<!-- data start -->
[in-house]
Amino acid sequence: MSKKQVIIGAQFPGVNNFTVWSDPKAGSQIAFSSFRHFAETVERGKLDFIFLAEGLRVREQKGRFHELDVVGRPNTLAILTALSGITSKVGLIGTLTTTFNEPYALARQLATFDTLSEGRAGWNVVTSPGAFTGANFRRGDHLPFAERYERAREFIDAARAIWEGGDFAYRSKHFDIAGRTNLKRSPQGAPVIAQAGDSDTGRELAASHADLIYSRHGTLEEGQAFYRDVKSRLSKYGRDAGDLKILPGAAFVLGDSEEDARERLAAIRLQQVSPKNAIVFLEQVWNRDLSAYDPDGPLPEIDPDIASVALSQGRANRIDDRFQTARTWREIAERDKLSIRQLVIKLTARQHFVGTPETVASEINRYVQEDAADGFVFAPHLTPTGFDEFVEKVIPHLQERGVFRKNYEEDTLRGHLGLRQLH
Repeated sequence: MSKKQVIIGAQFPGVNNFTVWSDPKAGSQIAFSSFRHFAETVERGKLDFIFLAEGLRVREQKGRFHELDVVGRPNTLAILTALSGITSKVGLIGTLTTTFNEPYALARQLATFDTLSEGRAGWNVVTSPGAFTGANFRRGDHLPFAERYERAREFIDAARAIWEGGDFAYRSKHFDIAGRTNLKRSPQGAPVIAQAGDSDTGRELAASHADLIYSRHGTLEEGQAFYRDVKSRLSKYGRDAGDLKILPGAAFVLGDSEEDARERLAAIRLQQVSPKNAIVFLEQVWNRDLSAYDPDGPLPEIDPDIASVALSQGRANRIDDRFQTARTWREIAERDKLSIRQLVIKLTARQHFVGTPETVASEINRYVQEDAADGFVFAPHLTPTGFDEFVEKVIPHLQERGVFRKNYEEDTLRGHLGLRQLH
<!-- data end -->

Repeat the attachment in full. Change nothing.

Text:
[in-house]
Amino acid sequence: MSKKQVIIGAQFPGVNNFTVWSDPKAGSQIAFSSFRHFAETVERGKLDFIFLAEGLRVREQKGRFHELDVVGRPNTLAILTALSGITSKVGLIGTLTTTFNEPYALARQLATFDTLSEGRAGWNVVTSPGAFTGANFRRGDHLPFAERYERAREFIDAARAIWEGGDFAYRSKHFDIAGRTNLKRSPQGAPVIAQAGDSDTGRELAASHADLIYSRHGTLEEGQAFYRDVKSRLSKYGRDAGDLKILPGAAFVLGDSEEDARERLAAIRLQQVSPKNAIVFLEQVWNRDLSAYDPDGPLPEIDPDIASVALSQGRANRIDDRFQTARTWREIAERDKLSIRQLVIKLTARQHFVGTPETVASEINRYVQEDAADGFVFAPHLTPTGFDEFVEKVIPHLQERGVFRKNYEEDTLRGHLGLRQLH
Repeated sequence: MSKKQVIIGAQFPGVNNFTVWSDPKAGSQIAFSSFRHFAETVERGKLDFIFLAEGLRVREQKGRFHELDVVGRPNTLAILTALSGITSKVGLIGTLTTTFNEPYALARQLATFDTLSEGRAGWNVVTSPGAFTGANFRRGDHLPFAERYERAREFIDAARAIWEGGDFAYRSKHFDIAGRTNLKRSPQGAPVIAQAGDSDTGRELAASHADLIYSRHGTLEEGQAFYRDVKSRLSKYGRDAGDLKILPGAAFVLGDSEEDARERLAAIRLQQVSPKNAIVFLEQVWNRDLSAYDPDGPLPEIDPDIASVALSQGRANRIDDRFQTARTWREIAERDKLSIRQLVIKLTARQHFVGTPETVASEINRYVQEDAADGFVFAPHLTPTGFDEFVEKVIPHLQERGVFRKNYEEDTLRGHLGLRQLH